Tense negotiations between Cyprus and its international creditors yielded a preliminary agreement early today that paves the way for the cash-strapped island nation to receive a 10 billion euro ($13 billion) bailout, a diplomat said.
The agreement between Cyprus, the International Monetary Fund and the European Commission still needs approval by the 17-nation eurozone’s finance ministers, who were meeting in the same building in Brussels.
Without a deal by tonight, the tiny Mediterranean island nation of about 1 million would face the prospect of bankruptcy, which could force it to abandon the euro currency and spur turmoil in the eurozone of 300 million people.
Under the last-ditch agreement, Cyprus’ second-largest bank, Laiki, will be restructured and holders of bank deposits of more than 100,000 euros will have to take losses. It was not immediately clear whether the holders of large deposits in the remaining Cypriot banks would also be forced to take losses.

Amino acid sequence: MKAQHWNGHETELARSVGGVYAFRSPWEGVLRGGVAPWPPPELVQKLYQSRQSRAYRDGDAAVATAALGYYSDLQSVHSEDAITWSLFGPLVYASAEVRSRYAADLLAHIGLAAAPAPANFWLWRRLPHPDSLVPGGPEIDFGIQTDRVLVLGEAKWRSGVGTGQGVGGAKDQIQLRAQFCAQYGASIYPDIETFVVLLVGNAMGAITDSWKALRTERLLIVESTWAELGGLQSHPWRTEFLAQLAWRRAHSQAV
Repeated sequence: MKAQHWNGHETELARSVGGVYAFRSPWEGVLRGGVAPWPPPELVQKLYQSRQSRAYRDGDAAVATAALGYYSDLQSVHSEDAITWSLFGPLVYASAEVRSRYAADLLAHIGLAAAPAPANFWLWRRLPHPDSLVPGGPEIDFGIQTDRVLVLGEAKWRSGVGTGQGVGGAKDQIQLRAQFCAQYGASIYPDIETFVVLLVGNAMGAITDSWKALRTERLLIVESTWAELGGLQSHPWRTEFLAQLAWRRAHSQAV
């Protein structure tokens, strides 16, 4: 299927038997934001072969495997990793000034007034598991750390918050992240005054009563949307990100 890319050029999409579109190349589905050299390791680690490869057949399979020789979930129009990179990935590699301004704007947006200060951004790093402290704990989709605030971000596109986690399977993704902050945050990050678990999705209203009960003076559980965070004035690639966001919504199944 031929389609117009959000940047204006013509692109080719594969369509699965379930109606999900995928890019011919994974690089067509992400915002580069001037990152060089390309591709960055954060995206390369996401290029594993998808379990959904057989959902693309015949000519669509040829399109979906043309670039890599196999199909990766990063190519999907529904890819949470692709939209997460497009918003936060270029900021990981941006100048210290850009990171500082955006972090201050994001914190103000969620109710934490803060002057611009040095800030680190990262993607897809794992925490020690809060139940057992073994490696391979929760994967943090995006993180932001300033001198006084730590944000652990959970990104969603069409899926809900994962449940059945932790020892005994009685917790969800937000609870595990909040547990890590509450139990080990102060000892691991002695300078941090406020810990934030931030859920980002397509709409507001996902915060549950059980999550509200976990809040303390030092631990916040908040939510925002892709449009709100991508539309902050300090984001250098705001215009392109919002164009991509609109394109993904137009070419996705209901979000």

The diplomat, who spoke on condition of anonymity pending the official announcement, did not elaborate on how much large deposit holders would lose. Making them take a hit is expected to net several billion euros, thus reducing the amount of rescue loans the country needs.
To secure a rescue loan package, Nicosia had to find ways to raise 5.8 billion euros so it could qualify for the 10 billion euro bailout package. The bulk of that money is now being raised by forcing losses on large deposit holders as well as bond holders in Laiki bank, which will be split into a bad bank of toxic assets and a remaining viable core business.